The NHS is to develop new data and technology standards with the aim of improving the interoperability of digital systems, under a new approach made public today by the Department for Health and Social Care (DHSC).
It will also involve a commitment to internet and public cloud first, along with the building of a data layer with registers and open APIs.
The details have been revealed in a vision document, The Future of Healthcare, which says interoperability has been poor and sets out the architectural principles for digital systems in the NHS.
Health and Social Care Secretary Matt Hancock (pictured) said: “The tech revolution is coming to the NHS. These robust standards will ensure that every part of the NHS can use the best technology to improve patient safety, reduce delays and speed up appointments.
“A modern technical architecture for the health and care service has huge potential to deliver better services and to unlock our innovations. We want this approach to empower the country’s best innovators — inside and outside the NHS — and we want to hear from staff, experts and suppliers to ensure our standards will deliver the most advanced health and care service in the world.”
The document states four guiding principles for developing healthcare technology – meeting user needs, maintaining privacy and security, interoperability and openness, and inclusion for everyone – and follows up with more detailed architectural principles for digital services.
Among these is a plan to build registers of data with open APIs, which would support the creation of small, dispersed datasets. These would make it possible to deliver services and facilitate research without large databases.
Alongside this are commitments to adopting internet standards to support an ‘internet first’ approach to new services – thereby avoiding a centralised infrastructure – and to ensure all digital tools work within modern browsers. This would remove the need for users to pay a software provider or app store to use services, support their use on mobile devices, and open up an ecosystem of service designers.
This will be accompanied by a ‘public cloud first’ approach, which would remove the need for locally managed servers and provide the desired levels of resilience and scalability for services.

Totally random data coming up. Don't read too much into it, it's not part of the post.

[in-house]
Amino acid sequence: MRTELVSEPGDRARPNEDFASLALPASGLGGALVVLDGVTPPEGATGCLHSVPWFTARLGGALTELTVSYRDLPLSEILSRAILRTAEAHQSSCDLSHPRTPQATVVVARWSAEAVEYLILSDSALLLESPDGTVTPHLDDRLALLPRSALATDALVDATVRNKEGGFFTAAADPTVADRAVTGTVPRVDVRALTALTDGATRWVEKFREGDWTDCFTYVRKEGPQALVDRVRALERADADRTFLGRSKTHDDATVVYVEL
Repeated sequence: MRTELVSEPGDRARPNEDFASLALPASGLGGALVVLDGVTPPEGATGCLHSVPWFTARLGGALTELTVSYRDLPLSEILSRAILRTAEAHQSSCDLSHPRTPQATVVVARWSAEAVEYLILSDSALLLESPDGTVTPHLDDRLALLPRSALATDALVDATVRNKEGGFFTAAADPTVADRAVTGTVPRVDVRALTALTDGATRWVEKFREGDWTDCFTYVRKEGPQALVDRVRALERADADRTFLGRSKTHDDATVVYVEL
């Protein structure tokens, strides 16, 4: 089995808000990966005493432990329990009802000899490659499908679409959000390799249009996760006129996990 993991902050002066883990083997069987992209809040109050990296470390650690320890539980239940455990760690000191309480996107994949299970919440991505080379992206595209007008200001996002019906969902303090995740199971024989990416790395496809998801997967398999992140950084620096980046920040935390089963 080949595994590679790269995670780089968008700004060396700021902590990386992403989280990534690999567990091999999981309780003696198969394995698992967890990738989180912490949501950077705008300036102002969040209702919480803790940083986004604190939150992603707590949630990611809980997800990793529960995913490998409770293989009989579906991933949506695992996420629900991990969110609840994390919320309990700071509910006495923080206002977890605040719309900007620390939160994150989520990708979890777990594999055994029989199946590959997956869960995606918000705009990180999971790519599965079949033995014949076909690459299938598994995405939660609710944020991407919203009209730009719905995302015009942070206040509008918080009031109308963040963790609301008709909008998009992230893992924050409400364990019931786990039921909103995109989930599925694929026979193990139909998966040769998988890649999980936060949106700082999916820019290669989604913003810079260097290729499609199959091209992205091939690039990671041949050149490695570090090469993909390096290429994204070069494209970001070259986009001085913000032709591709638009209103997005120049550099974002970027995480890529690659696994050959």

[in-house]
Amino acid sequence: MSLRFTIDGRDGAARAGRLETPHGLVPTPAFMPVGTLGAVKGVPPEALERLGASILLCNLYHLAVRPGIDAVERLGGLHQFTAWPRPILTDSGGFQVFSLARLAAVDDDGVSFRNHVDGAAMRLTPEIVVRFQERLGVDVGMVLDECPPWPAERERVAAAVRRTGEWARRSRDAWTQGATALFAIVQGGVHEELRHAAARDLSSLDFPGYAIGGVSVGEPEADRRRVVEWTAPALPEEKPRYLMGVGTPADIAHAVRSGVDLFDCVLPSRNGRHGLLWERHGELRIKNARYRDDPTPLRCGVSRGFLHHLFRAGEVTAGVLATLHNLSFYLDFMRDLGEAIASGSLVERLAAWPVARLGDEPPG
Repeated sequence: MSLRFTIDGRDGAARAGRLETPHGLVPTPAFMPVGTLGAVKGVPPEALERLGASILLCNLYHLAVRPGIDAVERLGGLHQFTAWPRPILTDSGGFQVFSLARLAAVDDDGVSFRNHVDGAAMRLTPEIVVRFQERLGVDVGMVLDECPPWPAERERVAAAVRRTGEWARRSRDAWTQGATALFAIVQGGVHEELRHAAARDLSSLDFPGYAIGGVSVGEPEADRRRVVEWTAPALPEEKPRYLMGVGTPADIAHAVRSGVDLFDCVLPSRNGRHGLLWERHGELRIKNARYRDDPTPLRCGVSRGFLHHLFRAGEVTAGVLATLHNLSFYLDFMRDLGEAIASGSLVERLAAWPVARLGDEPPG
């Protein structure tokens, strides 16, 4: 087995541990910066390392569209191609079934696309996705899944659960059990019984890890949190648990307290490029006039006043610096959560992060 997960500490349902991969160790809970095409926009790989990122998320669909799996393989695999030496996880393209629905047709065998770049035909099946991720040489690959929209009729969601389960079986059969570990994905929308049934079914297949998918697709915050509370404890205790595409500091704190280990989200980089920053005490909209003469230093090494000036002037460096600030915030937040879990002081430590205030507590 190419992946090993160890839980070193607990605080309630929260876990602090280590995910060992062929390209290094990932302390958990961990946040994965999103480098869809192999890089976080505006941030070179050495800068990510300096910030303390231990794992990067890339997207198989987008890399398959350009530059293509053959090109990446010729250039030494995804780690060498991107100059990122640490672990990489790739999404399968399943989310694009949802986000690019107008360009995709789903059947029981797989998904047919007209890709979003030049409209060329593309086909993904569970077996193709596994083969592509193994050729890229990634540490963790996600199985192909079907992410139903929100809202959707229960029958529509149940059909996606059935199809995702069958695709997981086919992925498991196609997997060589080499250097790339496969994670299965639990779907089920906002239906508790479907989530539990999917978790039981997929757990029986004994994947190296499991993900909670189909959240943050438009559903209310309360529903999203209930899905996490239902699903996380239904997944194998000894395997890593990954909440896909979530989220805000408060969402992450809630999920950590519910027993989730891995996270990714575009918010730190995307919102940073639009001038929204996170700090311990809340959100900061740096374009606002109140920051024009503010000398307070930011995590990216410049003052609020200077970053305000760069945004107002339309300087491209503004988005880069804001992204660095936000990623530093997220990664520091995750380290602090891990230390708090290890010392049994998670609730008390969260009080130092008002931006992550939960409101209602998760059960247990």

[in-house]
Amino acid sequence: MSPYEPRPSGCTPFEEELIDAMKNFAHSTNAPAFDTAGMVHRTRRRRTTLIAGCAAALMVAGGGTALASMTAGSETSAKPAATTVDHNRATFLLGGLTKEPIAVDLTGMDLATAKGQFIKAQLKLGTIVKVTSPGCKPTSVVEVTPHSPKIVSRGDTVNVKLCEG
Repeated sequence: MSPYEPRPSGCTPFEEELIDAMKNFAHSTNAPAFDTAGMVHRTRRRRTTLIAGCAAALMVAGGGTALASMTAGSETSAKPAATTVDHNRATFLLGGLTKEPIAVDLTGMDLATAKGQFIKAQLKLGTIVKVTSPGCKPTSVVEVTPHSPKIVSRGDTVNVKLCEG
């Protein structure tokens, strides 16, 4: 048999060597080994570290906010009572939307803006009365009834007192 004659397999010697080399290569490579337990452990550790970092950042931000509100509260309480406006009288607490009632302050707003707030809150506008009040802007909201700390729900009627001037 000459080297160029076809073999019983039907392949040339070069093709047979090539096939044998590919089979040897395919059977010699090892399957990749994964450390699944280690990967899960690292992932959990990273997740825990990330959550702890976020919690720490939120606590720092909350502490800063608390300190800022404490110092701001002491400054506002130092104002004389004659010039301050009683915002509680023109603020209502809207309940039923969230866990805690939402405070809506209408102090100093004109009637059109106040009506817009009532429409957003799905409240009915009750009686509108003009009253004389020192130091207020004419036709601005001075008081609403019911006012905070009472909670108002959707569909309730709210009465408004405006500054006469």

Other architectural principles include adopting the best cyber security standards and separating the layers of the NHS’s patient record stack. The latter involves having separate contracts for hosting, data and digital services, with the scope to improve and upgrade each layer without disrupting the others.
The document emphasises the importance of open standards, with a commitment to the creation of national standards for data, interoperability, privacy, real time data access, cyber security and access rules. These will be in line with the Government’s Open Standards Principles and are set out in a separate technology standards framework document, which conveys the early thinking and expectations of their use.
All new IT systems will have to be built in line with the standards.
There is also a strong emphasis on the role of the private sector in developing the technology. The document says the NHS should only build nationally the few services that the market cannot provide, and that it must be done once for everyone.
This may mean that some programmes – which are unspecified – are terminated before completion.
In addition, a new Healthtech Advisory Board is being set up as an ideas hub and chaired by Dr Ben Goldacre. It will include tech experts, clinicians and academics and report to the secretary of state for health.
Sarah Wilkinson, chief executive of NHS Digital, commented: “Everyone understands the value of this work but progress in recent years has been limited. Today, responding to a direct challenge from the secretary of state to transform the fortunes of this work, we are injecting a new level of energy and commitment.
“NHS Digital is providing a new clear framework to simplify the guidance on those standards that matter most. We are going to build the detailed guidance on these standards in partnership with technologists across the system and with industry partners.
“We recognise that the implementation journey is complex. Through consultation we will seek to understand in detail what the challenges are for different parties and throughout implementation we will focus on providing clear specifications, detailed guidance and extensive support."
Image from GOV.UK, Open Government Licence v3.0